Love Spirits Worshiped Around the World

By Amanda Little


Some know of the chubby babies weilding a bow and arrow, and others prefer the goddess arriving on a chariot pulled by cats. Every culture has a deity that rules over love, so take a look at some of them below.


Cliodhna - Irish

Cliodhna is known in Irish myth as the most beautiful woman to ever walk the Earth. Sometimes depected as the Queen of Banshees or Queen of Fairies, she was known for keeping her love locked away from all until she found Ciabahn, the most handsome man to ever walk the earth. Lucky for her, he also happened to be in Ireland. Some legends say when the other gods found out, they drowned Cliodhna after lulling her to sleep with music. Kinder tales say she was just brought back to the land of the gods. But they still call the sound of waves entering coves in County Cork “Clíodhna’s wave.”


Xochiquetzal - Aztec

The Aztec goddess of love reigned over flowers, marriage, pregnancy, prostitutes, and of course, love. Xochiquetzal (sho-kee-ketz-el) means “precious feather flower,” and she was one of the more popular deities of the time. She is depicted as a beautiful young woman and was wife to Tlaloc, God of Rain. She was also the mother of Quetzalcoatl, the giant feathered serpent god that is among the most popular mythical figures in Aztec mythology. Walking among Aztec ruins, like Templo Mayor in Mexico or Tikal in Guatemala, you may see her gracing the beautifully carved walls of temples.


Hu Tianbao - Chinese

A minor god in the massive Chinese pantheon, Hu Tianbao was once a mortal, but became the god of homosexual love and marriage. As a human, he was attracted to a man in the government during the Qing dynasty, and when he was discovered spying on him, was beaten to death. The gods were moved by his unrequited love, and restored him to life as a diety and he took on the symbol of a rabbit, which became slang for homosexual men in Chinese. A few shrines have been dedicated to him, housing his symbol and allowing worship, but many places still consider gay activity as a punishable criminal offense.


Eros - Greek

Aphrodite is known by many as the goddess of love, but it's her son Eros who brought desire and attraction to humans. Anyone who is a fan of the winged babies shooting arrows know Eros better by his Roman name: Cupid. Before being depicted as a baby, Eros was a young man who fell in love with Psyche, a woman so beautiful Aphrodite became jealous and shot her with an arrow to make her fall in love with the ugliest man on Earth. Depictions of the pantheon, including Aphrodite and Eros, can be found throughout Greece.


Freyja - Norse

Riding in on a chariot pulled by cats, the Norse Goddess Freyja is associated with love and sensuality, among others. Unlike many love gods, she is known for her greed and teaching witchcraft to humans, though that may have something to do with her role in war. She was the Queen of Folkvangr, which was an afterlife similar to Valhalla, where half of those fallen in battle would spend eternity. She fought often with Loki, the trickster god, who would steal and hide her things. She would often have to search the earth for her husband as she cried tears of red gold.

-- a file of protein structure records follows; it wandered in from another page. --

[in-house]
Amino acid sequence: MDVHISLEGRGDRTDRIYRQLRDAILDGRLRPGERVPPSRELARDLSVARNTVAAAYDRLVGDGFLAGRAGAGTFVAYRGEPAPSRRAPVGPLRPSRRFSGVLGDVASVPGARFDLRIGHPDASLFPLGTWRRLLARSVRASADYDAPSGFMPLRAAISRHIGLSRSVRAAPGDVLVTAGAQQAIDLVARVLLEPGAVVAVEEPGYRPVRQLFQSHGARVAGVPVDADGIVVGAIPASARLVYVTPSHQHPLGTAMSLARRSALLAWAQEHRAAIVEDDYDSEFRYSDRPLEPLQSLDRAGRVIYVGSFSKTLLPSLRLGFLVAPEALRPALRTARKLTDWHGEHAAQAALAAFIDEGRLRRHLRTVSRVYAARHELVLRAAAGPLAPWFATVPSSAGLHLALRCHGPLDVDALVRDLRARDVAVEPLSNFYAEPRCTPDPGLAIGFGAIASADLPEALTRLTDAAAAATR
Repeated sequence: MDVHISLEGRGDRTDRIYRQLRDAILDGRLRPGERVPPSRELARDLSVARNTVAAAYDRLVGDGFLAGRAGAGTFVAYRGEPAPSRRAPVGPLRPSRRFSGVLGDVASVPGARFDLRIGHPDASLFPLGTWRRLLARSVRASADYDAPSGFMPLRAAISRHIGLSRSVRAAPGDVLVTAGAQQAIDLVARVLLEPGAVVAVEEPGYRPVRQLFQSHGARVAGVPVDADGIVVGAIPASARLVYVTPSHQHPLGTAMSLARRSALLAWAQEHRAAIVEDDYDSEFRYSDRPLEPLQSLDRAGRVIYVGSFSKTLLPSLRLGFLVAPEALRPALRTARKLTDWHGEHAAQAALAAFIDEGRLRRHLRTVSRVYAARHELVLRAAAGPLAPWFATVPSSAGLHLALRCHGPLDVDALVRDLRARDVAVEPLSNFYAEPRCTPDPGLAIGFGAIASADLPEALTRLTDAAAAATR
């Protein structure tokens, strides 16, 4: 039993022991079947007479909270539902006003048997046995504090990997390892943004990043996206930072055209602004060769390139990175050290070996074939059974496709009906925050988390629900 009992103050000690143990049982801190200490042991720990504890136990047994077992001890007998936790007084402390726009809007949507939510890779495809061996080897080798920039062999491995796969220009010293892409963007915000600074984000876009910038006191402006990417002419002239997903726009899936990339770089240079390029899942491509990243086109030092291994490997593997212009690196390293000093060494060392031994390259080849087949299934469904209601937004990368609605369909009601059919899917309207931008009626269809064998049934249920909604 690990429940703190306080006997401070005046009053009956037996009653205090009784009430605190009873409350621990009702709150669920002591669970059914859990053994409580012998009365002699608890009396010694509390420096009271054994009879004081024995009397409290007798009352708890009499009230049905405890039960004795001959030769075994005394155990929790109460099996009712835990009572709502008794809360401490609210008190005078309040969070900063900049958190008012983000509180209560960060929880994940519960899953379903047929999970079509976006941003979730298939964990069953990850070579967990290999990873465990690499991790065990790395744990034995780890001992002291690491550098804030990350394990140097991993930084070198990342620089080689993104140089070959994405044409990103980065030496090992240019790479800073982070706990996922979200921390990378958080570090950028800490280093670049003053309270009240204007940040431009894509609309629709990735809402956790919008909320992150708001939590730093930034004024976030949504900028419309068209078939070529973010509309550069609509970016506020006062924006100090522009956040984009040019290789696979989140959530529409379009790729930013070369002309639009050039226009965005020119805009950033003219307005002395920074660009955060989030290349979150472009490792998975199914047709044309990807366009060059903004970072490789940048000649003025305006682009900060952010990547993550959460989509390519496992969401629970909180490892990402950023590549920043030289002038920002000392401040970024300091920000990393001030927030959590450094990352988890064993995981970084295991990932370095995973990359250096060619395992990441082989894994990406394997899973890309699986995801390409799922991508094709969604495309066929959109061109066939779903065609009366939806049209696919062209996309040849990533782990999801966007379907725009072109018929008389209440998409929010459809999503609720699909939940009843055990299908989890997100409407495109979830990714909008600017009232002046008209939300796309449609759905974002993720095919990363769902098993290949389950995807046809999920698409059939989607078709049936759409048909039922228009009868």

Rati - Hindu

Known for her immense beauty, Rati is Goddess of Desire, wife of Kama, the God of Love. While Rati plays a major role in love and lust, her true claim to fame is changing Shiva the Destroyer’s mind. After the loss of his wife, he was forced to fall in love again by Kama, and so turned him to ash with his third eye. Rati convinced Shiva to bring her husband back, on the condition he remain invisible for eternity. Many shrines throughout India are devoted to Shiva. In some you can find Rati, but there are a rare few honoring the goddess herself.


Oshun - Yoruba

Followers of the Yoruba religion in West Africa tend to find favor in Oshun, the goddess of beauty, complete purity, love, and erotic love. She is renowned for her beauty, and usually depicted wearing jewelry, though sometimes she is a mermaid. She is generally associated with fresh water, and incredibly important resource in West Africa. She is also known as a protector of women and children during childbirth, and a protector against diseases. It’s easy to find shrines dedicated to her throughout West Africa, especially in Nigeria.


Hathor - Egyptian

One of the post popular and long-lasting of the Egyptian Goddesses, Hathor reigned over love, beauty, music, and mining. She is mostly human, but is sometimes depicted with either the head or just the ears of a cow. Eventually, she became the goddess that all others were derived from. She was once the Eye of Ra, the feminine counterpart to the sun god Ra himself, and it was a title passed among many goddesses. Hathor’s story as the Eye of Ra was found in King Tut’s tomb and is called the Destruction of Mankind. She was transformed into the Goddess of War, Sekhmet, by Ra and nearly killed every last human on earth, but stopped when she got too drunk to remember what she was doing and returned to normal. Truly, a love story for the ages.


St. Valentine - Catholic

While not a god under the monotheistic Roman Catholic religion, the origin of the patron saint of love is a bit disputed. Some say it was St. Valentine of Terni, who was martyred by Claudius II, but some also say it was St. Valentine of Rome, who wed Christian couples in secret, and was also martyred by Claudius II. Because of the uncertainty, St. Valentine’s Day was officially removed from the calendar as a feast day, and instead serves as a holiday for couples. However, St. Valentine’s name remains on the list of saints, he is still depicted in stained glass at the Basilica of Terni, and his remains and relics can be found at holy places throughout England, France, Czech Republic, Ireland, Scotland, and Italy.

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